A permit to let rainwater drain

Keeping the Willamette River clean is the ostensible justification for new requirements on storm water.

The Oregon Department of Environmental Quality has published a draft of new regulations to control the discharge of storm runoff by Albany and other towns. Whether this actually cuts down on pollution is hard to predict, but it almost certainly will add to the city's costs.

The anticipated expense was one main reason why Albany started collecting a mandatory storm water utility fee -- a "rain tax" as I have called it -- in March 2017.

The idea of the new permit is to reduce contaminants carried into local streams when it rains. To that end, the DEQ is proposing new rules for so-called small municipal separate storm sewer systems or "MS4." Albany, Millersburg and Linn County are among seven jurisdictions affected for the first time because of population growth. Corvallis and Benton County were covered by a permit issued under previous rules. That permit expired in 2012, and it has taken DEQ since then to come up with the new one.

On the surface, the provisions don't sound draconian. Albany and the other new "registrants" -- the DEQ's term -- have until July 2023 to put in place programs for public education, public involvement, controlling runoff from building sites during and after construction, detecting and preventing illicit discharges, and carrying out "good housekeeping" in municipal operations.

Each of those activities, though, requires plans to be submitted and approved by DEQ, which also is asking for annual reports. And then there are specific requirements that each of the plans must meet. In a city of Albany's size, this easily could require two or three people to manage and keep track of it all.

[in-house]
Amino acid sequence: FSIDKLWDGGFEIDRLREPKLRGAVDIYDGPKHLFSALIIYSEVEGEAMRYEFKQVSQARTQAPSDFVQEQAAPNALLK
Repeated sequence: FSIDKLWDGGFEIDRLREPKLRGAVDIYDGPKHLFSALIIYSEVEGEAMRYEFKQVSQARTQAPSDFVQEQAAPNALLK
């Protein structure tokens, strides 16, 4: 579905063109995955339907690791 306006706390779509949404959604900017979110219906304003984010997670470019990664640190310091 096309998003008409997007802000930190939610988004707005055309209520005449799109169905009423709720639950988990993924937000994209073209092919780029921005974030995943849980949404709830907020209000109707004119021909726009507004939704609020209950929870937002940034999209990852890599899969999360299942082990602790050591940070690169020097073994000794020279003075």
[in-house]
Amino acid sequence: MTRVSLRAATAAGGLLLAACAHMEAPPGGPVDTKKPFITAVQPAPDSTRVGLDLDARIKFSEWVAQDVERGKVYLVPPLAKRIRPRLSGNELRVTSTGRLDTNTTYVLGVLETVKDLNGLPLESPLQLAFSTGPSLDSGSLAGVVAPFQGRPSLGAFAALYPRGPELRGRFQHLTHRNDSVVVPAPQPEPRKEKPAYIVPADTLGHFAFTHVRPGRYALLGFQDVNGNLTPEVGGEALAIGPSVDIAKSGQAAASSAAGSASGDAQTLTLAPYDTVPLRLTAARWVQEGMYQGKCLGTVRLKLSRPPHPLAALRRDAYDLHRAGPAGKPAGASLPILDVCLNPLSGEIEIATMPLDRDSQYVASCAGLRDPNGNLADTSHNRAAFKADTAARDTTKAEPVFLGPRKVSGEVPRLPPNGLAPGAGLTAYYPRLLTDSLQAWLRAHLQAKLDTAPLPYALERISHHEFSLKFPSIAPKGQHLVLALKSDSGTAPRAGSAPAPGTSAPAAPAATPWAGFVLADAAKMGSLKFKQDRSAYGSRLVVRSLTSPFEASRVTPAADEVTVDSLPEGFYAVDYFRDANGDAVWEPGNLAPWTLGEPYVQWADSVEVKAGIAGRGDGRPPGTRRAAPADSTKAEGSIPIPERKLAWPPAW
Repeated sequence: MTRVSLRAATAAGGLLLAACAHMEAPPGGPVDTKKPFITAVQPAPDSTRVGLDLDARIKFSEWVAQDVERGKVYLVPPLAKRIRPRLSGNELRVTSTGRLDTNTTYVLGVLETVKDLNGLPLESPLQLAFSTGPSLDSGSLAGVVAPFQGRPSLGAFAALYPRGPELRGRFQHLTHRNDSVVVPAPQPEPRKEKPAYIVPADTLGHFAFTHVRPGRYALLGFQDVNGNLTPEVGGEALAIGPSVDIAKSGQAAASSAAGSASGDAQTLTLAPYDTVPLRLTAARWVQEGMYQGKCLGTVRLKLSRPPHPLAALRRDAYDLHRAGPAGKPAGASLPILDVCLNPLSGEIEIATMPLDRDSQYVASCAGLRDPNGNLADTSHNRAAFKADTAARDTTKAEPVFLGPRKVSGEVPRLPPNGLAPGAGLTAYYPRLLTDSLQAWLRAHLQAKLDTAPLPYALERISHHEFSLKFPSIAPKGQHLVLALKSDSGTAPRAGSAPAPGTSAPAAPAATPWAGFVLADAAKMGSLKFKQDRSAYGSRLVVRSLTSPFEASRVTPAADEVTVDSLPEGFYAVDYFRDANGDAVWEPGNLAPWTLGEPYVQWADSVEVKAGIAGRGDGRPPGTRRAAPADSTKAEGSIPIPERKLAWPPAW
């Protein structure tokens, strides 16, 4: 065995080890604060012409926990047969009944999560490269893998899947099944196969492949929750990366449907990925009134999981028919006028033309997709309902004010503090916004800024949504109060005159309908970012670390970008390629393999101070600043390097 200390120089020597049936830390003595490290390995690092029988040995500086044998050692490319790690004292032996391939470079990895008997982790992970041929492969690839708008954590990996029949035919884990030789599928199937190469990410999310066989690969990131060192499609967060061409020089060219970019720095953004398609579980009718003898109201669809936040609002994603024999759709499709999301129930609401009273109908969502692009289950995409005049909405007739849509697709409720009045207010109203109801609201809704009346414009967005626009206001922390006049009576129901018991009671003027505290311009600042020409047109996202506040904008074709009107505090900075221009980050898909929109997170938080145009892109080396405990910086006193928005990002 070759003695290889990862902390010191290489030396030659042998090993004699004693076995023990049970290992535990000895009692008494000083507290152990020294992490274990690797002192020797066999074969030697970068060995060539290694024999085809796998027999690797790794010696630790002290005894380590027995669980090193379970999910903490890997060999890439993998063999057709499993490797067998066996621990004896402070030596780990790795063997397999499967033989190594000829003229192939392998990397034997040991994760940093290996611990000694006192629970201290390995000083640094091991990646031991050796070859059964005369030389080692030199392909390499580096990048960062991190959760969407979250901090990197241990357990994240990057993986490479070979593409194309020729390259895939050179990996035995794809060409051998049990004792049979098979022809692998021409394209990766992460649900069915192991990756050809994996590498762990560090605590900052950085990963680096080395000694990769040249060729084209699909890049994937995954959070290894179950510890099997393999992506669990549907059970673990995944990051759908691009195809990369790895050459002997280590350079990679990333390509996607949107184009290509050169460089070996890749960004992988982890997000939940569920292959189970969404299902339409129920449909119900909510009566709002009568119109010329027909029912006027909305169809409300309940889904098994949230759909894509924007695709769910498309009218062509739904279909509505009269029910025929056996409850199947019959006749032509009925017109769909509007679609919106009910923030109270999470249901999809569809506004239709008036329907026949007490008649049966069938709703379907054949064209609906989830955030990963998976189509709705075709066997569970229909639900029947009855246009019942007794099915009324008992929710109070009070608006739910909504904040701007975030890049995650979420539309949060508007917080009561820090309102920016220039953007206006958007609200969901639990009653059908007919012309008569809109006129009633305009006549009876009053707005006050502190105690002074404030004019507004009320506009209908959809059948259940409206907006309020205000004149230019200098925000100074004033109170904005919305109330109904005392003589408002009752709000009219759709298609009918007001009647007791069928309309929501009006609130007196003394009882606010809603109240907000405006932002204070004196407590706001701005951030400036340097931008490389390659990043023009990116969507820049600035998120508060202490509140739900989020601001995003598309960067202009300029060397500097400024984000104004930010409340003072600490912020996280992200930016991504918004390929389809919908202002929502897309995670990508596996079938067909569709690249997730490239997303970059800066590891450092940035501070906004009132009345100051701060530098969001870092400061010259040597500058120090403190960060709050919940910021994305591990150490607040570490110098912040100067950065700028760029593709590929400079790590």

Under the permit, Albany would have to set up a system of receiving and acting on reports of illicit discharges to the storm sewer system. Among other things, illicit acivities include washing down streets, sidewalks and outdoor eating areas where pollutants including vegetative waste have not been cleaned up first. Also illicit: "Discharges of ... pet waste ..."

In areas not served by sanitary sewers, the city would have to do surveys to detect malfunctioning septic tanks and then make sure they get fixed.

The draft permit takes pains to mention penalties. The DEQ can impose civil penalties of up to $25,000 per day for any violation of the permit. In addition, water pollution in the second degree is a class A misdemeanor punishable by a fine of $25,000 and a year in jail, with each day being a separate offense. For second and subsequent violations of the permit, the federal Clean Water Act allows penalties of up to $50,000 per day of violation plus two years in prison.

If water pollution is serious enough, it can be prosecuted as a felony under state law, punishable by a maximum fine of $250,000 plus 10 years in prison. Think of that if you're ever tempted to pour something illicit down a storm drain.

Albany officials are preparing to brief the city council on the permit and its implications, which they hope to do in February. In the meantime, you can read the DEQ's draft permit and related material here. (hh)

The permit would obligate Albany to investigate "dry weather" discharges from storm drains like this one on Cox Creek on Labor Day 2016.

 

 

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